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The report in Science by Berger, et al, illustrates the new species, Australopithecus sediba. The newly discovered skeletal parts are located on schematic drawings shown above.(Credit: Science)

Recent reports about skeletons discovered in South Africa have declared the “missing link” between humans and apes has been discovered.  But, these reports are misleading, Michael Balter told StinkyJournalism.

Balter is former chief of the Paris bureau of Science magazine and current correspondent for Science. He wrote about the discovery in the April 9 issue of Science.

In an apparent attempt to grab headlines and to be first to report the discovery of two-million-year old skeletons, some newspapers, including the British papers The Daily MailThe Telegraph and The Times, reported inaccurate stories that declared the “missing link” had been found.

As Brian Palmer wrote in the online magazine Slate last year, the term “missing link”–so-called creatures whose existence proves evolutionary transitions from apes to humans, for example–is often inaccurately used by media.  “The research community tends to frown on the use of such language,” Palmer stated.

The report of the discovery a new species, Australopithecus sediba, written by paleoanthropologist Lee Berger, et al, was scheduled for an April 9 release in the journal Science. The embargo was in effect until April 8 at 10 a.m. EST.

“They thought they had this story ahead of time,” Balter said of the Telegraph and the Times.  “They ended up putting out something that was fairly misleading, but they got there first.”

Whenever “the big discovery” claim is made, such as that attributed to Berger et al, journalists as well as the public have to be skeptical, Balter told StinkyJournalism. (You may recall that last year Balter investigated StinkyJournalism’s discovery of Jared Diamond’s  inaccurate reportage in the New Yorker magazine about two Papua New Guinea Tribesmen, Isum Mandingo and Daniel Wemp, April 21, 2008).

The Telegraph was first to start writing about the discovery on April 3 with a story headlined “Missing link between man and apes found.”  The story even went so far to say that the discovery “could help to rewrite the history of human evolution.”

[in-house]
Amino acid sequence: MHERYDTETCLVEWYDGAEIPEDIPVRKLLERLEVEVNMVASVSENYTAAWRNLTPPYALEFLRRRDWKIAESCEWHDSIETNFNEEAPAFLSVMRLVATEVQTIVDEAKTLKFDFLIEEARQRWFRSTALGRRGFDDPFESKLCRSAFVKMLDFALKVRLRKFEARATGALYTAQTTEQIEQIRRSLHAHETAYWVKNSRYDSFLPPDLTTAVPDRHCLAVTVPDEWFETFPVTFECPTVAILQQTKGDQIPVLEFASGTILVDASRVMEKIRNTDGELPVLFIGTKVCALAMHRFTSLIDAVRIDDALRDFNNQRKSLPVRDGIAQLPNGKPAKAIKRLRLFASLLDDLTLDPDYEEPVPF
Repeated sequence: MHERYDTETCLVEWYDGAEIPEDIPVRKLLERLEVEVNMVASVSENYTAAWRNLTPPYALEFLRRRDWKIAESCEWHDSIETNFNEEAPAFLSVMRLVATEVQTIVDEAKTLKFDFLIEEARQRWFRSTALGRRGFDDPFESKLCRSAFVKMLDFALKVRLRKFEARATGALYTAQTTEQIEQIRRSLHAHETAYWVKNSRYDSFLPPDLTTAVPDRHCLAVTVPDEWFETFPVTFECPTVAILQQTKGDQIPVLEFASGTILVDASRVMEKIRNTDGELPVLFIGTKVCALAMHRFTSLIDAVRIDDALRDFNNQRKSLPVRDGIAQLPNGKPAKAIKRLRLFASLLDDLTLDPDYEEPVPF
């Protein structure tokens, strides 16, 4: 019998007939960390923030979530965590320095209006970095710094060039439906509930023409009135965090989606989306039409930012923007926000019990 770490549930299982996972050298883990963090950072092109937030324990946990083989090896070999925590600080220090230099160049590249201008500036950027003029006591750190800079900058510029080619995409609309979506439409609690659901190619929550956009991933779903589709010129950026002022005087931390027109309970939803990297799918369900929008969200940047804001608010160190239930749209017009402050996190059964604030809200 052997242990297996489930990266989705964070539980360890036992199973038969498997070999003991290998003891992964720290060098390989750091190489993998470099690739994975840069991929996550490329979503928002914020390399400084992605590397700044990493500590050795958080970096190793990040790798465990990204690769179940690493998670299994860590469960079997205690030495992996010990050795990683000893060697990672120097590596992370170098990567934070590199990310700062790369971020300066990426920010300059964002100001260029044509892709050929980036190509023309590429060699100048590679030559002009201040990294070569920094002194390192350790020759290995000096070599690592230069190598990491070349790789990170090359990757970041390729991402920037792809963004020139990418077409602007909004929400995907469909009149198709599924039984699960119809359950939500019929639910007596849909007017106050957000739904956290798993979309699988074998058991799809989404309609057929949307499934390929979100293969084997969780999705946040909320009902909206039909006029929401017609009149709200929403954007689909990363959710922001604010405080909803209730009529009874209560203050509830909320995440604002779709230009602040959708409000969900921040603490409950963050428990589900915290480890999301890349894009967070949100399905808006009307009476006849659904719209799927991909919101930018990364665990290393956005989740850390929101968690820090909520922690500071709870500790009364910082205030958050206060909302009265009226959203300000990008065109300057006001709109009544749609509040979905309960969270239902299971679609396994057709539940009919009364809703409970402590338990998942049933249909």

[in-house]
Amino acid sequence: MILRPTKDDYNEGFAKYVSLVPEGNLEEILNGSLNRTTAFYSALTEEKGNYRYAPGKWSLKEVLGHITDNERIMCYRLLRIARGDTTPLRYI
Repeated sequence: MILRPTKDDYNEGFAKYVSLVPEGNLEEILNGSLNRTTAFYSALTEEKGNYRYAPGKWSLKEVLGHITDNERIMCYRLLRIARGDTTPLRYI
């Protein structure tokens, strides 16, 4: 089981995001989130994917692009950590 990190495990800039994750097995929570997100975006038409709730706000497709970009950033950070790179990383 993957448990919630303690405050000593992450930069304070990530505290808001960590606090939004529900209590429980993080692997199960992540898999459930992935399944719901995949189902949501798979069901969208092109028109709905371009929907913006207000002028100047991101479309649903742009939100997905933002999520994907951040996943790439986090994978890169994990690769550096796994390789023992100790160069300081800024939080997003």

Science journalist Carl Zimmer wrote critically of the discovery’s coverage on Slate, “Whenever scientists make a major discovery about human evolution, we get treated to a lot of misconceptions.  The most popular of them all is the myth of the missing link – the idea that paleontologists are on an eternal quest for ancestors linking us directly back to earlier forms of life.”

In fact, Berger never called Au. sediba a missing link, but he did say the new species “may make a very good candidate ancestor” for the Homo genus, Christian Science Monitor reported.

MSNBC’s Cosmic Log got it right and reported April 8 that even though “it may be tempting to call these fossils a ‘missing link’  as some of the leaked news reports did earlier this week. But scientists say that’s too simplistic a term for what the bones signify.”

However, The Times’ April 4 story “Fossil from cave is a ‘missing link'” John Hawks wrote on his blog, was “an even less informative story” than the previous Telegraph piece, which he called “devoid of information content.”

The Daily Mail‘s April 5 headline also hyped that “Scientists discover ‘missing link’ between man and apes’ ” and that the new discovery could “revolutionise” theories of human evolution.

The stories in The Daily Mail, The Telegraph, and The Times don’t inform the public that  there’s any debate over how the skeletons factor into evolutionary history.

 

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In 2008, Berger and his son, Matthew, were exploring in the Cradle of Humankind in Gauteng Province in South Africa when his son found a fossil.  The fossil turned out to be the almost complete skull of an 11- or 12-year-old boy, Balter wrote in an accompanying news story in Science. An excavation turned up the partial skeleton of that boy, an adult female skeleton, and the bones of at least two others.

Researchers are still debating not just how to classify the skeletons, but also how the discovery adds to theories of how the Homo genus originated, Balter wrote.